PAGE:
Monday, May 3, 2010

On a Road in Africa - Kim Doner

Tricycle Press, 2008
A portion of the proceeds go directly to the animal orpahange
40 pages
Rating: 3.5
Endpapers: Illustration of the road in Africa with a rhino, a tree with a sisal bag full of pineapple hanging on it, and many Kenyan words

This particular road in Africa is in Kenya. The line "on a road in Africa, on a road in Africa" is repeated frequently. This would be like saying, "on a road in Europe" or "on a road in Asia." Would we not say "on a road in the Netherlands" or "on a road in Japan" instead? I do wish it would have been "On a road in Kenya, on a road in Kenya." Oh well.

The story is about a woman who runs an animal orphanage in Nairobi, Kenya. She has many volunteers and apparently hits the road frequently to gather supplies for her orphans. Sometimes they are donated, sometimes they are given inexpensively. It looks to be long, hard work. The orphans are lions and cheetahs, warthogs and buffalo, monkeys and mongoose.....

Based on the true story of Chryssee Perry Martin, who has lived in Kenya for over thirty years, we get a wonderful glimpse at the road around and about Nairobi (which is Kenya's capital). It is diverse, and the author's illustrations are colorful, fill the page from edge to edge, and show lots of information. The illustrations are the strong suit of this book. The last four pages contain information and photographs of the "real" Mama O, Ms. Martin.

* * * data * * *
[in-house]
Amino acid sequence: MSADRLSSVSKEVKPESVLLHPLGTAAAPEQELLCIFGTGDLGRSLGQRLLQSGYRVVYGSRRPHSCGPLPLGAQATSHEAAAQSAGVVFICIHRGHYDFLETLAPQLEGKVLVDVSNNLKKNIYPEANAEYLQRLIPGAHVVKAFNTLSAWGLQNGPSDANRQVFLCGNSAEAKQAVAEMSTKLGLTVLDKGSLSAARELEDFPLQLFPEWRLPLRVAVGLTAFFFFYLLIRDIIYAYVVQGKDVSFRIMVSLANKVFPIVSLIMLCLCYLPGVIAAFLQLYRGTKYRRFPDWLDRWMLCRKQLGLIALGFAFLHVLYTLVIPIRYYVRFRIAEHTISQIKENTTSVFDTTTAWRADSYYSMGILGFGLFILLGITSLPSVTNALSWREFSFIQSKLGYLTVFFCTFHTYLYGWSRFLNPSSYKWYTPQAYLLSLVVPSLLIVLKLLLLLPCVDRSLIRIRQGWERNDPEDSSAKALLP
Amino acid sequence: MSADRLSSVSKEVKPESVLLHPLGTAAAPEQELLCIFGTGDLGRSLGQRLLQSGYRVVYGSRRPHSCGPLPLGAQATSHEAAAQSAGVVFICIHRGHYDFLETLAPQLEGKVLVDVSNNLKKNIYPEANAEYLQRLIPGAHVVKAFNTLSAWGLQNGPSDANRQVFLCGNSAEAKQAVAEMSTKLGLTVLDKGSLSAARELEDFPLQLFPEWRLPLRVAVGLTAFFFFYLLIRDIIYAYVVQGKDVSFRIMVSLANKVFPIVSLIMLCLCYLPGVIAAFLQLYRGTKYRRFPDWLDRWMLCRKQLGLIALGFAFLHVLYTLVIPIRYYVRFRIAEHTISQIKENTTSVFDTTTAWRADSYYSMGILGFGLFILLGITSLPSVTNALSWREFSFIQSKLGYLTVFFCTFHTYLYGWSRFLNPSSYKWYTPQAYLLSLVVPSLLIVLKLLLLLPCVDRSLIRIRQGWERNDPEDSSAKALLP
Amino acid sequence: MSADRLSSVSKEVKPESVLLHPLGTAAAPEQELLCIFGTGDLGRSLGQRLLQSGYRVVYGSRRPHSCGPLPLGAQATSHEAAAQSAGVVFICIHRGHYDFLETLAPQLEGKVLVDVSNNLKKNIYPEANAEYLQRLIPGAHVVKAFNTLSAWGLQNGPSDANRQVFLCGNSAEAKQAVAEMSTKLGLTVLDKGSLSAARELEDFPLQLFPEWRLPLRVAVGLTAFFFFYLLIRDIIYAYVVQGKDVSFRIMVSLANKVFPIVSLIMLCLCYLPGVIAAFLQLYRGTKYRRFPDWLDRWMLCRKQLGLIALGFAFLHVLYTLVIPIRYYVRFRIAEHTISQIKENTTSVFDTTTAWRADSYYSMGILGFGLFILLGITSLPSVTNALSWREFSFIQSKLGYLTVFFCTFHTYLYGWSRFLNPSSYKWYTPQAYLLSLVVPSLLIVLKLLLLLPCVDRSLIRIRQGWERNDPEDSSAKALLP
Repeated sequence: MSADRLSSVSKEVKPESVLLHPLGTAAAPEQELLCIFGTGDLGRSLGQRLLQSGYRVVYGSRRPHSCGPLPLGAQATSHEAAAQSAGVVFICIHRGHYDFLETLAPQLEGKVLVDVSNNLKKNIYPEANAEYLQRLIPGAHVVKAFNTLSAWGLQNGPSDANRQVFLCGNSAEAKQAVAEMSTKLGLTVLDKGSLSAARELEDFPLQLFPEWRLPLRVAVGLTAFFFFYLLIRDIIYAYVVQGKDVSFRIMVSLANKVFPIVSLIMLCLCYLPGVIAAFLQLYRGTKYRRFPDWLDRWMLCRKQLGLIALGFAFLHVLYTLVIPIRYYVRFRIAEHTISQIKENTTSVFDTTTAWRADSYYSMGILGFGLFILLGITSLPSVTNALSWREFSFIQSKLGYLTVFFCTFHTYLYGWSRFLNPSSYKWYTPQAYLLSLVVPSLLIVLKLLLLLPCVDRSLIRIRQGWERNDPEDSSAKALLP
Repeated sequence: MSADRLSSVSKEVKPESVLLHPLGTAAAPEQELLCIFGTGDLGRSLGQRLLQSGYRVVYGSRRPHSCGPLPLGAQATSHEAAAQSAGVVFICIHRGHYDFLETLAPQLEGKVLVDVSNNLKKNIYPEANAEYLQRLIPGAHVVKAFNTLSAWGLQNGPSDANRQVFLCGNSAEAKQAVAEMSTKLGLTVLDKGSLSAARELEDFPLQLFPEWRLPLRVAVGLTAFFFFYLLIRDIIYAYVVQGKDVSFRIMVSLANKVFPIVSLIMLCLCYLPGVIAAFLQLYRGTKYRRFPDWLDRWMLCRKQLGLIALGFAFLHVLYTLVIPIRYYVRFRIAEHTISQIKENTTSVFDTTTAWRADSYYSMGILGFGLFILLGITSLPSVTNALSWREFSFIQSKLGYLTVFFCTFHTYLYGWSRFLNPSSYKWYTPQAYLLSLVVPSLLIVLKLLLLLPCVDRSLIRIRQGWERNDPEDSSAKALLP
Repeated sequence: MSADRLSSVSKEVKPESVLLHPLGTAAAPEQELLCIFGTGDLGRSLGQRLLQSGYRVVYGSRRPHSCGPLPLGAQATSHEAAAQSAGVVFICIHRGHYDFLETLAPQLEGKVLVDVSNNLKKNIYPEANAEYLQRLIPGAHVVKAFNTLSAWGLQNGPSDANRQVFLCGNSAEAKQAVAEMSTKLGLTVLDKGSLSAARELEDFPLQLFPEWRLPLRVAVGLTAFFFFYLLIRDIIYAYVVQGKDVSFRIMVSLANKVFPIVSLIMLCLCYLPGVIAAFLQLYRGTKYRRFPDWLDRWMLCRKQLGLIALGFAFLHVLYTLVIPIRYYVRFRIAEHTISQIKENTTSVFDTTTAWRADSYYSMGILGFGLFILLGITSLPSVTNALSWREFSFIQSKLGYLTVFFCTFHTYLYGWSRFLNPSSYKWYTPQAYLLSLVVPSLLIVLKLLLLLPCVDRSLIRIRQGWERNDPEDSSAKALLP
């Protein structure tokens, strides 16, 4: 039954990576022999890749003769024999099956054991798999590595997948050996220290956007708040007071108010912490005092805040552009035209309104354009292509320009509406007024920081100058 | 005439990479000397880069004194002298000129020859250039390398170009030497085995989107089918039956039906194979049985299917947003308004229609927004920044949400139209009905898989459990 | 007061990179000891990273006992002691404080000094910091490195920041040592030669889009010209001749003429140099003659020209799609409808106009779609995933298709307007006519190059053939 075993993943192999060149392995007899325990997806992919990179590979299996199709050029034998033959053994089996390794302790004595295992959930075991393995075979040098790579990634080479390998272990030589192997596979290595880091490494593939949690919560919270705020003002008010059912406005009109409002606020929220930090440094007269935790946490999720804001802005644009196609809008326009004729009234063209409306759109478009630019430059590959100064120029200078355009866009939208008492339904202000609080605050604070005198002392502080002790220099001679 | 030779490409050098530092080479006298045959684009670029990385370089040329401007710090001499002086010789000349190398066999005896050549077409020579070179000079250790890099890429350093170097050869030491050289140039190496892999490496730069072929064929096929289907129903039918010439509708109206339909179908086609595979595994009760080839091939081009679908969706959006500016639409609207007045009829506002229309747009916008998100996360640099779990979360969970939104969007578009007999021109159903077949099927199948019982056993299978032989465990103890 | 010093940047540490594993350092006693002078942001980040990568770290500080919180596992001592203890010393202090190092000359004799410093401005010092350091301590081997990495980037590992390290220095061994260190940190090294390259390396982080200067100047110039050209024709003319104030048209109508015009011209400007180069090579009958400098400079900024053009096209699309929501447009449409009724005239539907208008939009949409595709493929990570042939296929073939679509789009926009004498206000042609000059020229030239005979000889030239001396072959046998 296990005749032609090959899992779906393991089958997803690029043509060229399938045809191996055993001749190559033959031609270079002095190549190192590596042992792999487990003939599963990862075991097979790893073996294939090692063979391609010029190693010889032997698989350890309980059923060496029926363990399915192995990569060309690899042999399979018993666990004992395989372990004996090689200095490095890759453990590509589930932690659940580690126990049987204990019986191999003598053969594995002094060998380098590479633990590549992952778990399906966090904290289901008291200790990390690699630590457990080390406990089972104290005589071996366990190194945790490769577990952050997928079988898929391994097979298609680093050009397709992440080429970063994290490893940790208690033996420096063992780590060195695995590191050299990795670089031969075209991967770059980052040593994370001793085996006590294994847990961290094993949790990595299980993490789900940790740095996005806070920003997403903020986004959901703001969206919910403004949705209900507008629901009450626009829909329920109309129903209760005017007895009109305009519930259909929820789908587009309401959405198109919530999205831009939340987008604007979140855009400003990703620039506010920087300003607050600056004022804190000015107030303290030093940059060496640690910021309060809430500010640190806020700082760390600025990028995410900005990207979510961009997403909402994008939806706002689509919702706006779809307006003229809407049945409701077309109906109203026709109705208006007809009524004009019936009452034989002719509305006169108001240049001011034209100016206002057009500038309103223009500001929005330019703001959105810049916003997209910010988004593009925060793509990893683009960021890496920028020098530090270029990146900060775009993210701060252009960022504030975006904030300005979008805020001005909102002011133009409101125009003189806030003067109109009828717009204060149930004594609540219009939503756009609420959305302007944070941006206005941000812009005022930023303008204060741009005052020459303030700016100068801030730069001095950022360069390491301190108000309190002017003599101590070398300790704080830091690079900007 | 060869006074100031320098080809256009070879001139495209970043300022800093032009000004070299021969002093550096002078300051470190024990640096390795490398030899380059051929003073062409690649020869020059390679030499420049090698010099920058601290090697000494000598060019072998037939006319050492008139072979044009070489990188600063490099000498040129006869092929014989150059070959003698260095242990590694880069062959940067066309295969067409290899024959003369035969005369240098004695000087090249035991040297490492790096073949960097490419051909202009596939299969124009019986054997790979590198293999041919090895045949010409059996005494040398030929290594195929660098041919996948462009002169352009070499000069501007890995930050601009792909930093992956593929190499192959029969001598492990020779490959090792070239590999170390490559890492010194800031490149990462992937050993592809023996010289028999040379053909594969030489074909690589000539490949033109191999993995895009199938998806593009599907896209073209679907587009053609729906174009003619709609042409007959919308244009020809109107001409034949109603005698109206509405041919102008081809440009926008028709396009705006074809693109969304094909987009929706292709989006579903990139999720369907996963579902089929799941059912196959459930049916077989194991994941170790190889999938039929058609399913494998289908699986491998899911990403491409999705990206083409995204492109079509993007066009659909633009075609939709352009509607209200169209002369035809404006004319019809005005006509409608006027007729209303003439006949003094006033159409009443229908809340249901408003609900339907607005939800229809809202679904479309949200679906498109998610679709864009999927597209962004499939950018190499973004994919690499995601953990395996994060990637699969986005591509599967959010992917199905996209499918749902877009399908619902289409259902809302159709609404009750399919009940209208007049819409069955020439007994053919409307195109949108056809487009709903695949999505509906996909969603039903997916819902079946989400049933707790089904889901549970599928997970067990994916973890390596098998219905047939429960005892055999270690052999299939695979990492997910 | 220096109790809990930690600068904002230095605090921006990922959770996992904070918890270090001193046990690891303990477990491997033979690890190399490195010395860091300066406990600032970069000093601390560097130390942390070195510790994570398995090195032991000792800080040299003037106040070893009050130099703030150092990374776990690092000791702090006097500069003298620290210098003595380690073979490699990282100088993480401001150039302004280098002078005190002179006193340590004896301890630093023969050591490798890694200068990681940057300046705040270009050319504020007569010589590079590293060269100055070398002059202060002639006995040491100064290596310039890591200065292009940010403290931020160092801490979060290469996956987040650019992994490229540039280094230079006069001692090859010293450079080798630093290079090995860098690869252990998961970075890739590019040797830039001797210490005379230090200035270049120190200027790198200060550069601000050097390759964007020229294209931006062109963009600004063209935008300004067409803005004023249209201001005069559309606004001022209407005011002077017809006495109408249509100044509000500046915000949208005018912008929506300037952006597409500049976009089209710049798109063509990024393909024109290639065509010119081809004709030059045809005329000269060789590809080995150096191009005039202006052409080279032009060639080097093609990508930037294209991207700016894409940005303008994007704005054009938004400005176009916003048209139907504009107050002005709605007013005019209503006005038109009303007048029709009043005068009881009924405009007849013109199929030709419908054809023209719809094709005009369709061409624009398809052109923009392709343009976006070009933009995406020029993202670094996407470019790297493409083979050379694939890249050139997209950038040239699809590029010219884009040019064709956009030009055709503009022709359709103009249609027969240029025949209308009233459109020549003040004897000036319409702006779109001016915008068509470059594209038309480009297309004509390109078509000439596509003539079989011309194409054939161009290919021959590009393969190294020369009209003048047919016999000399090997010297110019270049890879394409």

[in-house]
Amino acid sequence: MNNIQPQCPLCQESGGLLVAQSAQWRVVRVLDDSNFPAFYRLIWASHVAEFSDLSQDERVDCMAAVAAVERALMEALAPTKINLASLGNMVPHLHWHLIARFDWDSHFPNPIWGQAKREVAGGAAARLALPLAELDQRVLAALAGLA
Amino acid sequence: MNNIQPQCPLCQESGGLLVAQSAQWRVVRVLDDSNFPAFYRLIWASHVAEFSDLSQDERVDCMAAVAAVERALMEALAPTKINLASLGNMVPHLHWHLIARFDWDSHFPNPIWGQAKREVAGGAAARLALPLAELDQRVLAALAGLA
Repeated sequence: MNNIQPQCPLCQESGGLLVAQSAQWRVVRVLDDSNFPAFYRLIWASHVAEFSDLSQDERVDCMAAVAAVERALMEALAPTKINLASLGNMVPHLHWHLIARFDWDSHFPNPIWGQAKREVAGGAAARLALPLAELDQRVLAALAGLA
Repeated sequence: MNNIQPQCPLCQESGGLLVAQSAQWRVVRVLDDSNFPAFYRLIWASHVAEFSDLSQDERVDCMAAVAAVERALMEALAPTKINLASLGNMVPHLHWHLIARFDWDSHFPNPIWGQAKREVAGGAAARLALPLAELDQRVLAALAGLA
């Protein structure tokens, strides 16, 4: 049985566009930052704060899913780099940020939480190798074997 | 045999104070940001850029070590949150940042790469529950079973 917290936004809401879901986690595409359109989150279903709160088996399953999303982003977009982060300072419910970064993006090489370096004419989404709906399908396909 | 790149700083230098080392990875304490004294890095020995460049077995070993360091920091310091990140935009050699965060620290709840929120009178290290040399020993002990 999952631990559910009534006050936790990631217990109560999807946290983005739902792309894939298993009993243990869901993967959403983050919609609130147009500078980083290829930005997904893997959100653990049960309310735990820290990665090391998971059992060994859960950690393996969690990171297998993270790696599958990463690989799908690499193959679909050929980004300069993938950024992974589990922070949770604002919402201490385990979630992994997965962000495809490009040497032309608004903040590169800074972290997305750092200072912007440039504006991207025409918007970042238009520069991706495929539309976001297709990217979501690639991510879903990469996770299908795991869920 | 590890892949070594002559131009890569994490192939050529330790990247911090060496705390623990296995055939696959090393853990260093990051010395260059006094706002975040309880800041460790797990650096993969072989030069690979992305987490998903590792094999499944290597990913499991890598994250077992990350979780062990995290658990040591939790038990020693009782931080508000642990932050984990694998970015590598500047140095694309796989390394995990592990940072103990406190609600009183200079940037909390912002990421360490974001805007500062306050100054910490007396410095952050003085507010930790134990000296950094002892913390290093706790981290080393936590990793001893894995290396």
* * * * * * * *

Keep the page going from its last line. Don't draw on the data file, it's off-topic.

I read the book through once and had very little idea of what was really happening. Then I read the book flap and the afterward/s. When I then reread the book, I understood what the author was doing. If I were to read this aloud, especially to my class, I would prepare the kids for what was to come, giving information and details so they'd understand the verse of the story. As I reading teacher I know how important prior knowledge is, and that's what this story lacks.

"Baskets empty on the seat
Must be filled with things to eat.
Colored sisal, rought to feel,
Woven tightly, holds a meal.
On a road in Africa,
On a road in Africa.
Where you gonna go, Mama O, Mama O?
Where you gonna go, Mama O?"

Without prior knowledge, all you say is, "what the heck is this Mama O business? Read the flap and the afterward/s first.

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